When we met in the market place on the morning of 18th October 1836, the report was current that a large failure had taken place, and by the end of that year, only two months and a half, an additional 61 firms had given in. During the following year 1837, in the town and immediate neighbourhood, seventy-two firms stopped payment, and the weeding out continued during 1838 and onwards, so that it was long before confidence was restored, for those of the highest standing were doubted.¬

During this sad time we did very little, but kept a few of our best weavers together, besides keeping ourselves employed. One afternoon of the second week in January 1837, I was moving slowly home from the market, very low spirited and altogether disheartened at the prospect before me, with in reality nothing to support my family and my wife who was in bed.Their second child Grace Margaret was born that week, on 15th January 1837¬

What was I to do? Being in great straits, for she is the sharer of all my trials and has hitherto been my adviser and the keeper up of my spirits through all this sad adversity, which was brought about by the most unwarrantable and dishonest interference with my property by one whoProbably a reference to one of his fellow investors in the Archangel Flax venture which went so badly wrong held his head higher than he had any right to do.¬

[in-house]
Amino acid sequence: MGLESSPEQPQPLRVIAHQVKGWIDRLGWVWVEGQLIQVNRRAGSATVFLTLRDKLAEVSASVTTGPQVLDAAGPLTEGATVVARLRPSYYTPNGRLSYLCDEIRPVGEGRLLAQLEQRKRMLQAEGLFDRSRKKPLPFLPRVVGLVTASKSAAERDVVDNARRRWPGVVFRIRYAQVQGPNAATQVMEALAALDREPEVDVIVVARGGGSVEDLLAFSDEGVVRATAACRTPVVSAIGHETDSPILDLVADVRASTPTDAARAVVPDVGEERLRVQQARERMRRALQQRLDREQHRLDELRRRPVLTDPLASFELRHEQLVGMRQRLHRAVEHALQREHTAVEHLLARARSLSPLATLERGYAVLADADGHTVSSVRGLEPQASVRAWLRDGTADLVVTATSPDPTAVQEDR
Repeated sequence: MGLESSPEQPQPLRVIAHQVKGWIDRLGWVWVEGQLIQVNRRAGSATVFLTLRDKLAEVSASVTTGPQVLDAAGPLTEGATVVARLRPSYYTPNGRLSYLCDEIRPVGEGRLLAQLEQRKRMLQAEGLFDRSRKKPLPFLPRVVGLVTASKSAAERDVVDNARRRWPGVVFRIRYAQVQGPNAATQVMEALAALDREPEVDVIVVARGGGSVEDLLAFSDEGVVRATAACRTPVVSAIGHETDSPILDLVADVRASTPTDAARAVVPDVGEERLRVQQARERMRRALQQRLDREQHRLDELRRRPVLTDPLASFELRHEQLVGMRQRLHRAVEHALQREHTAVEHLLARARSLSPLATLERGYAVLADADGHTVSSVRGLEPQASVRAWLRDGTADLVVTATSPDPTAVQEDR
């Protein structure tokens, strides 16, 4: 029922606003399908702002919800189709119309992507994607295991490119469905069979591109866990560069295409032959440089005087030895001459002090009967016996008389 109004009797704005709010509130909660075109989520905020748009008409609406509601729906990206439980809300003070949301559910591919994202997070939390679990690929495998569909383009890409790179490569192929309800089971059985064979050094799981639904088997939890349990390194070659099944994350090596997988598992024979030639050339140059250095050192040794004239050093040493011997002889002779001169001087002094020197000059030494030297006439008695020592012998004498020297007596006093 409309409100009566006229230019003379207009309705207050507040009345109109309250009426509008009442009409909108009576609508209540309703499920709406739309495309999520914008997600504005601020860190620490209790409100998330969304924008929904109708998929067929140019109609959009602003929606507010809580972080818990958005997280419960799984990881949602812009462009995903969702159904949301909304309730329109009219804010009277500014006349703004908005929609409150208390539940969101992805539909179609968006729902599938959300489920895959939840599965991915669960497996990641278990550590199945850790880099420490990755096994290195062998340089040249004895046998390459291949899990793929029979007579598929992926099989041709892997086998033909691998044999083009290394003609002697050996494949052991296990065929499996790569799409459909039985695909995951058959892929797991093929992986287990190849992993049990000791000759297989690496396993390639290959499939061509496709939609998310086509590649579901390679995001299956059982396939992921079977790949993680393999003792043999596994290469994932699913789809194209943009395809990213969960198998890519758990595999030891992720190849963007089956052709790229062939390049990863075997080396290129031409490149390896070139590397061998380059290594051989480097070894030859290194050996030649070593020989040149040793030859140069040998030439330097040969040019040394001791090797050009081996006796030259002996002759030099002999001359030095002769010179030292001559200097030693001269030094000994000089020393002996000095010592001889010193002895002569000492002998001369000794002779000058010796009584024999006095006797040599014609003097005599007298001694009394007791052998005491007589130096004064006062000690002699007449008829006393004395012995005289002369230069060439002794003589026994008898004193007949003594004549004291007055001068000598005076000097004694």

What grieved me most of all was my being the means of bringing my dear wife from a house of comfort and plenty to one of poverty and starvation. Well, I was walking slowly home by the Yeaman Shore when a man passed me and I noticed by his face that he had just had smallpox, and the smell that he emitted I could not get rid of all the way.¬

When I got home, I went up to my wife's room, put my head down on the front of her bed and told how I had got smallpox and my head was like to split. I was advised to go to bed in another room, and in two or three days my face was covered like the man's. In a few weeks I recovered and was able to go to town.

SOURCE: Letter from James Cox to his wife Clementina

Written towards the end of his trip to Bristol